No prizes for guessing the major factor hitting big-cap medtechs’ share price performance across the first half of 2020. Ventilator manufacturers and testing specialists are up, and orthopaedics and cardiology groups are down as the pandemic forces hospitals to reorder their priorities.
Intriguingly, though, the top riser has little to do with Covid-19. The blood glucose sensor developer Dexcom is up 85%, buoyed by collaborations and regulatory approvals. The group was hit by the wider stock market downturn in March as the scale of the Covid-19 crisis became apparent, but recovered easily by the end of the month, showing what can be accomplished even in hard times by a company with in-demand technology.
A look at share price indices covering this sector shows just how catastrophic the first half of 2020 has been. Over the course of last year, these indices showed growth of around 30%; now they paint a picture of an industry struggling to find a path through the mire.
|Stock index||% change in 2020|
|Thomson Reuters Europe Healthcare (EU)||1%|
|Dow Jones U.S. Medical Equipment Index||-1%|
|S&P Composite 1500 HealthCare Equipment & Supplies||-4%|
Dig deeper and it becomes clear that the pandemic has split the big-cap cohort neatly into winners and losers along subsector lines. Ventilator companies Fisher & Paykel and Resmed are up, as are diagnostics groups, including Biomerieux, Bio-Rad, Sysmex and Hologic, all of which have Covid-19 tests approved in various territories.
Fisher & Paykel also benefited from its New Zealand base and listing; the country has done a superb job of first containing and then stamping out Covid-19, and the S&P NZX All Health Care index is up 17% so far this year.
Also riding high are Masimo, a patient-monitoring specialist, and Coloplast, which makes devices necessary to care for hospitalised patients such as catheters and dressings. Coloplast saw a significant increase in demand for its products towards the end of March, as hospitals built stockpiles to deal with the expected influx of patients.
Abiomed navigated Covid-19 with aplomb, defying the pressures the pandemic inflicted on other cardiovascular companies. In April it acquired Breethe, a start-up developing an ECMO machine, just the kind of technology investors rush towards during an outbreak of a respiratory infection. Then at the start of June the FDA issued an emergency authorisation for Abiomed’s Impella RP heart pump for use in Covid-19 patients with right-side heart failure.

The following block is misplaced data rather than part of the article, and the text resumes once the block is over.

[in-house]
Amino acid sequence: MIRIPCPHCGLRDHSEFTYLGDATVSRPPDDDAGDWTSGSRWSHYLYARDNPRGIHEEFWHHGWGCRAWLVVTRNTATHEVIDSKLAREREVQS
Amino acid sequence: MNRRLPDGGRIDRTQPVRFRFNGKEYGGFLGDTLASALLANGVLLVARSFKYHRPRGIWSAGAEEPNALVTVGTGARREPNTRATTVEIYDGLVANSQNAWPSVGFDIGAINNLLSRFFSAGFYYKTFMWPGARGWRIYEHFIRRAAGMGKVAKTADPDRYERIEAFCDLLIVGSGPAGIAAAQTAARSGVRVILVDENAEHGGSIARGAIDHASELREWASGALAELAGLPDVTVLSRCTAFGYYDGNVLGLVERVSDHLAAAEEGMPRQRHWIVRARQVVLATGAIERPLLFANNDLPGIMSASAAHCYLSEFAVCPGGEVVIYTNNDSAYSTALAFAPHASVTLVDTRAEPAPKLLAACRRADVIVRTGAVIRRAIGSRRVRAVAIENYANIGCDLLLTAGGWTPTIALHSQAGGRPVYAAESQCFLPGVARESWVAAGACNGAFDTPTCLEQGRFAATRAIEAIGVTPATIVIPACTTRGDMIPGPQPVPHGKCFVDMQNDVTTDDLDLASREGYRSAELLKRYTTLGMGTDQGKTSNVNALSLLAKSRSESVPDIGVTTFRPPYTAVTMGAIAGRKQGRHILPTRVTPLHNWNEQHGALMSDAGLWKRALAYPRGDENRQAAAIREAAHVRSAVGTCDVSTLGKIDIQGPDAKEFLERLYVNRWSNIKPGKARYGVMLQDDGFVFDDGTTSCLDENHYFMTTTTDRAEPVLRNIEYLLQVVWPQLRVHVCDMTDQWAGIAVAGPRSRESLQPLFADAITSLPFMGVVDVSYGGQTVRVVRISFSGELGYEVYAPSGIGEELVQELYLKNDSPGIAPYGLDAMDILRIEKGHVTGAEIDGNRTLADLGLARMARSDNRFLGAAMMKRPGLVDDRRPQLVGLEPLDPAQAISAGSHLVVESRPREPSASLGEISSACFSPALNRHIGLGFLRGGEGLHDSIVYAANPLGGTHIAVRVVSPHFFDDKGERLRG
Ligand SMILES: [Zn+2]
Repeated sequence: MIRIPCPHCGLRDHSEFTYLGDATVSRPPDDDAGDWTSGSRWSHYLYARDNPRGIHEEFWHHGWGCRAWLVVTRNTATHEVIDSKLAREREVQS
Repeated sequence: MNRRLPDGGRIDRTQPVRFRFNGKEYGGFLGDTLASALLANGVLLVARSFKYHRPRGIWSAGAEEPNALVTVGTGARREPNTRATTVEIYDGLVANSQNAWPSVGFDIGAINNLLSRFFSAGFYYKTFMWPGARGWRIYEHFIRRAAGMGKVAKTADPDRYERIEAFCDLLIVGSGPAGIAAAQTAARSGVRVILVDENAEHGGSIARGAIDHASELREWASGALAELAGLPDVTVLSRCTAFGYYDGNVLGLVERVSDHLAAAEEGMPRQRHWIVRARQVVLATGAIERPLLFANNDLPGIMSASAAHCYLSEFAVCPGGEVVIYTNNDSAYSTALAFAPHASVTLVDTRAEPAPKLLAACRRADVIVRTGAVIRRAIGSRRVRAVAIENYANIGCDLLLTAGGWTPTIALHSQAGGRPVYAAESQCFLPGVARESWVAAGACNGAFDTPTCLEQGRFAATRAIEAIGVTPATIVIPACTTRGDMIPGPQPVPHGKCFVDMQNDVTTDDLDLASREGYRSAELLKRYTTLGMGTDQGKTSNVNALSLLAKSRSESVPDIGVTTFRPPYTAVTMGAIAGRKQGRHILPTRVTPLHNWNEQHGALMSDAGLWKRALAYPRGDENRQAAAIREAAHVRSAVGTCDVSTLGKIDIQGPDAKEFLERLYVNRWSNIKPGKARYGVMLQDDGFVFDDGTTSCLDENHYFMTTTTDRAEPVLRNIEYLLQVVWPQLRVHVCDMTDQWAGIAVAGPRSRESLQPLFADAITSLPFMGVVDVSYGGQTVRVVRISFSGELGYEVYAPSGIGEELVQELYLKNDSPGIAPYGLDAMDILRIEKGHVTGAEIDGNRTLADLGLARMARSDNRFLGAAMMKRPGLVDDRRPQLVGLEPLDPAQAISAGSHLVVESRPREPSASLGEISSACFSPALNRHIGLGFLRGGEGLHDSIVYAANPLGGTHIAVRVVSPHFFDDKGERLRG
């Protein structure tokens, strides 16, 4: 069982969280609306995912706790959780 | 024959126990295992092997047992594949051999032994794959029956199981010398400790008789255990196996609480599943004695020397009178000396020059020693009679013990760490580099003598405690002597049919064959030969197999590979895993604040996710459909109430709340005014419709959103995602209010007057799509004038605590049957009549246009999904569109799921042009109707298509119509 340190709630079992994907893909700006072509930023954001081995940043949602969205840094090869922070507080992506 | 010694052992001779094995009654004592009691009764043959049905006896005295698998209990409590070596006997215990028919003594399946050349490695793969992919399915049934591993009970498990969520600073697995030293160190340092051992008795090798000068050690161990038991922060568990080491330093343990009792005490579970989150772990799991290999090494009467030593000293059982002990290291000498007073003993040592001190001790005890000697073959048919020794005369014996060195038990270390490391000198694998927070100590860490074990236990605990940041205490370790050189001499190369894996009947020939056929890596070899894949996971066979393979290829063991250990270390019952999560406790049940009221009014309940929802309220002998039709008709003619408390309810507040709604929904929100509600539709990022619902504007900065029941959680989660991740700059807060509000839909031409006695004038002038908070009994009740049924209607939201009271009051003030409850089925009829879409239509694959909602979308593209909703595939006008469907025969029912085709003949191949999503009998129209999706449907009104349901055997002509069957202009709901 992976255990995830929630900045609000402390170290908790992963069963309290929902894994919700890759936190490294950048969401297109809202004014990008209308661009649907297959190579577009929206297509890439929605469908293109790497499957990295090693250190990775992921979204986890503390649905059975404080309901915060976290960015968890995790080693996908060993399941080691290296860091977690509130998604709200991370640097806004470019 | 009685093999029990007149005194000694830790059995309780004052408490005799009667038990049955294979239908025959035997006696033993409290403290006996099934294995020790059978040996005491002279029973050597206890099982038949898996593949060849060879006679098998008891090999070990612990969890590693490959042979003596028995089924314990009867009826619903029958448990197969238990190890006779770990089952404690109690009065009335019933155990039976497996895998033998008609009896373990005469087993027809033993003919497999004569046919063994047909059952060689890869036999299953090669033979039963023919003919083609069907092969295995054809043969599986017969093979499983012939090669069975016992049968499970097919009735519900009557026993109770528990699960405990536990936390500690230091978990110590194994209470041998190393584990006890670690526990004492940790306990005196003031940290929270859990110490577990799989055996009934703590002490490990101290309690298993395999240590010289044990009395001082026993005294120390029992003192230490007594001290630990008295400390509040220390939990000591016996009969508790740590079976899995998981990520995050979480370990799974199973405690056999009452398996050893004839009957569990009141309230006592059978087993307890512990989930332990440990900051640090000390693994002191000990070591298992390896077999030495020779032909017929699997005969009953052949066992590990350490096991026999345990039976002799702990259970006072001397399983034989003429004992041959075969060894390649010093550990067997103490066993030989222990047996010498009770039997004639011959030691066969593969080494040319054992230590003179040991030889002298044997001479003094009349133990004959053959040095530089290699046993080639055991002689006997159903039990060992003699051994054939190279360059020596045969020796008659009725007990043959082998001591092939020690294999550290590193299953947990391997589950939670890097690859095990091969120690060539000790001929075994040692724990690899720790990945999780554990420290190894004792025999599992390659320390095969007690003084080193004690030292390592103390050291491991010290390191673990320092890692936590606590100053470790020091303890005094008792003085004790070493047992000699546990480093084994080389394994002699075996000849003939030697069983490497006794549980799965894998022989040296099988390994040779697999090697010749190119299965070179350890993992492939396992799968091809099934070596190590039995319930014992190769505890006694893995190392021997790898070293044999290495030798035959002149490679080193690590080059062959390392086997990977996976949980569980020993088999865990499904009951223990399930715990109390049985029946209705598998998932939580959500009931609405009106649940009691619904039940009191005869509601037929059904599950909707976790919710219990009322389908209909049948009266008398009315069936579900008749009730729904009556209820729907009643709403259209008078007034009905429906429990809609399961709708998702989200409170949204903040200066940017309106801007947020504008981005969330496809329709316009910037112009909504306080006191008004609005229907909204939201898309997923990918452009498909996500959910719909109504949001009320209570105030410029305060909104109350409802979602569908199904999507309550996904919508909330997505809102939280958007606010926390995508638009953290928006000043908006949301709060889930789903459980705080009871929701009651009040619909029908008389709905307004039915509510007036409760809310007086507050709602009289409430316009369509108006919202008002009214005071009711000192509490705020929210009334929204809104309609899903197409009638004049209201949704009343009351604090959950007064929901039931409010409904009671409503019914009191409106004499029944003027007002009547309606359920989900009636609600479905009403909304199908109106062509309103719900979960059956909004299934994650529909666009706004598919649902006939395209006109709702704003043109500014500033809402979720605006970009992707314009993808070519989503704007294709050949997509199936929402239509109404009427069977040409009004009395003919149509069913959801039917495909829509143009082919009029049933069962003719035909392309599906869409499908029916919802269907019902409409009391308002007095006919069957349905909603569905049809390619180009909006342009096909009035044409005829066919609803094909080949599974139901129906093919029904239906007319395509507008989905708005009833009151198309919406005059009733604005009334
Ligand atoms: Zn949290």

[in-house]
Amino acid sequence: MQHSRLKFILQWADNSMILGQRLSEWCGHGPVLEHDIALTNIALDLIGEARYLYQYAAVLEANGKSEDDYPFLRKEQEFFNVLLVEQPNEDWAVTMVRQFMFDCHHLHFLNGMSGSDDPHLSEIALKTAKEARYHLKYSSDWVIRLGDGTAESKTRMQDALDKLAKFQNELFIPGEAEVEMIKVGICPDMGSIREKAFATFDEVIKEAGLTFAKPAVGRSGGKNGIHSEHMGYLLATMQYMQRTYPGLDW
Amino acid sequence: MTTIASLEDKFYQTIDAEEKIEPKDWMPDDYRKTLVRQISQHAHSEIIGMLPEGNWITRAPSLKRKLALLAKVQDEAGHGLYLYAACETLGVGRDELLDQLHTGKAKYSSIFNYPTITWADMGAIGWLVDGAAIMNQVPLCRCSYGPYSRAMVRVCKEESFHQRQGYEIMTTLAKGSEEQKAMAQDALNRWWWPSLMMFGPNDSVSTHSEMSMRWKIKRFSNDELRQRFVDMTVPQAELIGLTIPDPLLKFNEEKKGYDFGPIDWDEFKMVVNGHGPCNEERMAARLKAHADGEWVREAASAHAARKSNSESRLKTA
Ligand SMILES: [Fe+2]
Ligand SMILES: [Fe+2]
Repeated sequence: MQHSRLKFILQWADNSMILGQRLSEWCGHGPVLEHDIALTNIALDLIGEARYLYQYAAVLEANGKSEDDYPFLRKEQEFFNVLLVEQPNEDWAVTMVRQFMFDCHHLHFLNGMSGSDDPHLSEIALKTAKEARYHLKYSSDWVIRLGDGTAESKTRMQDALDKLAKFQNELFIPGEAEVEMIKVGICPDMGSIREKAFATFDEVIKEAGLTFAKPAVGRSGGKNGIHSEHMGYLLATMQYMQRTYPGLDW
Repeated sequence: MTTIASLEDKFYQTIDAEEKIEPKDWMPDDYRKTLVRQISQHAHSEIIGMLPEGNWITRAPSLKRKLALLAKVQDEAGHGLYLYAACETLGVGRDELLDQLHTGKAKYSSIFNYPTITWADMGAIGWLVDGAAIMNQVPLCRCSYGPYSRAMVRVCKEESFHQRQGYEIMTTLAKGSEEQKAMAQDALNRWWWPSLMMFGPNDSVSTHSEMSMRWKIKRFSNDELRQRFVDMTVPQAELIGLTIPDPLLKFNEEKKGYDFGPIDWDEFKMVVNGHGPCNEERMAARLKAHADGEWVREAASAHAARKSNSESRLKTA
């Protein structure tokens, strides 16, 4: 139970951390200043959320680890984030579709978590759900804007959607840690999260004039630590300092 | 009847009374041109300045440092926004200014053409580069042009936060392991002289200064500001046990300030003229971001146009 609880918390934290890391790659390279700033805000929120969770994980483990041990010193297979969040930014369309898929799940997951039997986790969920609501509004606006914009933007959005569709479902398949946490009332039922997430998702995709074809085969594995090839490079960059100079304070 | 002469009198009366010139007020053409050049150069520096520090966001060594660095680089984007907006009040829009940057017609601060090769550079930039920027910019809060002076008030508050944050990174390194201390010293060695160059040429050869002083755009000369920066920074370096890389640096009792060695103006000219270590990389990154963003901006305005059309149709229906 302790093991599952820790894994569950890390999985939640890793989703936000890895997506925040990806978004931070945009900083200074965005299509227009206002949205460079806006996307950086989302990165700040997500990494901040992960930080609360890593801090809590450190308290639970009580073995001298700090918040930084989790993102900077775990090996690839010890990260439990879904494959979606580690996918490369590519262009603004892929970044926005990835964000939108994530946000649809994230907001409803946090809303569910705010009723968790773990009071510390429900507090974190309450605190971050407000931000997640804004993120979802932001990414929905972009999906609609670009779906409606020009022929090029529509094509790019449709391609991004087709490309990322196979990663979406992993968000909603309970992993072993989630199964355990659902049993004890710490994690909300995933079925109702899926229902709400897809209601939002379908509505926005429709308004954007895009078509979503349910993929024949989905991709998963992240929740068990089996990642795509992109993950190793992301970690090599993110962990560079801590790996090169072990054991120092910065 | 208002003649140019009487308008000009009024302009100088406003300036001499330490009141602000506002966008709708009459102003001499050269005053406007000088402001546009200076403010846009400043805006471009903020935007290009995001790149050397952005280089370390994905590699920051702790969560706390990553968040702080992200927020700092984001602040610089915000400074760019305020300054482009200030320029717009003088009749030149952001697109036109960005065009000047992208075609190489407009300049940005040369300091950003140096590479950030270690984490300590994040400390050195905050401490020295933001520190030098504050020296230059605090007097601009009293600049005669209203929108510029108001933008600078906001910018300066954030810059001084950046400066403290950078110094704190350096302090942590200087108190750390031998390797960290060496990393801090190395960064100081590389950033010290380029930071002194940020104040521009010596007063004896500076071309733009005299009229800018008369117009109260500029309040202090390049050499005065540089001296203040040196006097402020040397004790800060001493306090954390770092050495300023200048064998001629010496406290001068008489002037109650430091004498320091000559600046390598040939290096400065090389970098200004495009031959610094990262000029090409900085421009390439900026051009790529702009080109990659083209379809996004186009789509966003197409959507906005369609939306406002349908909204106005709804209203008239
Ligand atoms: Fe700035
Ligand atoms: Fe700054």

|Large cap ($10bn+) medtech companies: top risers and worst performers in H1 2020|
|Share price 6-mth chg||Market cap at Jun 30 ($bn)||Market cap 6-mth chg ($bn)|
|Top 5 risers|
|Fisher & Paykel Healthcare (NZ$)||60%||12.3||4.2|
|Top 5 fallers|
|Boston Scientific ($)||(22%)||49.1||(13.9)|
|Smith & Nephew ($)||(21%)||16.7||(4.3)|
|Zimmer Biomet ($)||(20%)||24.6||(6.2)|
The fallers are just as easily delineated. All lost out because their products are used in the kinds of elective procedures that hospitals and other sites have had to shelve – mostly orthopaedic, cardiac and dental surgery.
Hitachi, whose medical business centres on imaging, saw big losses as patients in need of scans stayed away in droves. Orthopaedics companies Smith and Nephew and Zimmer Biomet were hit hard, and Medtronic, active in both the cardiovascular and orthopaedics sectors, also suffered (Covid-19 takes a toll on medtech’s first quarter, May 21, 2020).
Other non-urgent activities were put on the back-burner. The dental implant maker Straumann and invisible braces specialist Align Technologies fell, as did lens makers Alcon and Essilorluxottica, as dentists and optometrists shut their doors. Sonova’s shares slid as patients decided to go a little longer without buying or upgrading their hearing aids.
Even the robotic surgery market leader Intuitive Surgical, a perennial stock market darling, is down 4% so far this year.
The most notable movers without a direct and obvious link to the coronavirus pandemic are Insulet, up 16%, and the big-cap champion, Dexcom. Instead their success is largely down to solid demand for their diabetes devices – insulin pumps and blood sugar monitors respectively – and the research collaborations they have pursued with the aim of developing an artificial pancreas system (Collaborative diabetes tech on the Horizon, February 20, 2020). It is hard not to wonder how these groups might have fared in a more normal year.